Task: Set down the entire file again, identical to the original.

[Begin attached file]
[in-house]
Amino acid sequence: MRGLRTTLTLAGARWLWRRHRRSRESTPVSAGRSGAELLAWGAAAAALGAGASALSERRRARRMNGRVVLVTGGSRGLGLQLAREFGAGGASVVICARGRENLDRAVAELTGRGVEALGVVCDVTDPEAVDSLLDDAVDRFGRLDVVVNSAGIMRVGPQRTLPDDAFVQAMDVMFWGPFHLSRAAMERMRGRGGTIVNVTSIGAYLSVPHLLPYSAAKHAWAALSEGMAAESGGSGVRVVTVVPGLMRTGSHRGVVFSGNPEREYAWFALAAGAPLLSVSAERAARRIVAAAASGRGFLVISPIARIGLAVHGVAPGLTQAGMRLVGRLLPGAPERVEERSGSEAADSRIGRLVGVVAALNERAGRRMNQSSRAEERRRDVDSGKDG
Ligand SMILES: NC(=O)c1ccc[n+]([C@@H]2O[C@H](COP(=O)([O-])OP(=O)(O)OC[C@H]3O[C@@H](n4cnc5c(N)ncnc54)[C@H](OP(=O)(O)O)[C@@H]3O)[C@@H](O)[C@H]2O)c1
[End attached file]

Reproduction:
[in-house]
Amino acid sequence: MRGLRTTLTLAGARWLWRRHRRSRESTPVSAGRSGAELLAWGAAAAALGAGASALSERRRARRMNGRVVLVTGGSRGLGLQLAREFGAGGASVVICARGRENLDRAVAELTGRGVEALGVVCDVTDPEAVDSLLDDAVDRFGRLDVVVNSAGIMRVGPQRTLPDDAFVQAMDVMFWGPFHLSRAAMERMRGRGGTIVNVTSIGAYLSVPHLLPYSAAKHAWAALSEGMAAESGGSGVRVVTVVPGLMRTGSHRGVVFSGNPEREYAWFALAAGAPLLSVSAERAARRIVAAAASGRGFLVISPIARIGLAVHGVAPGLTQAGMRLVGRLLPGAPERVEERSGSEAADSRIGRLVGVVAALNERAGRRMNQSSRAEERRRDVDSGKDG
Ligand SMILES: NC(=O)c1ccc[n+]([C@@H]2O[C@H](COP(=O)([O-])OP(=O)(O)OC[C@H]3O[C@@H](n4cnc5c(N)ncnc54)[C@H](OP(=O)(O)O)[C@@H]3O)[C@@H](O)[C@H]2O)c1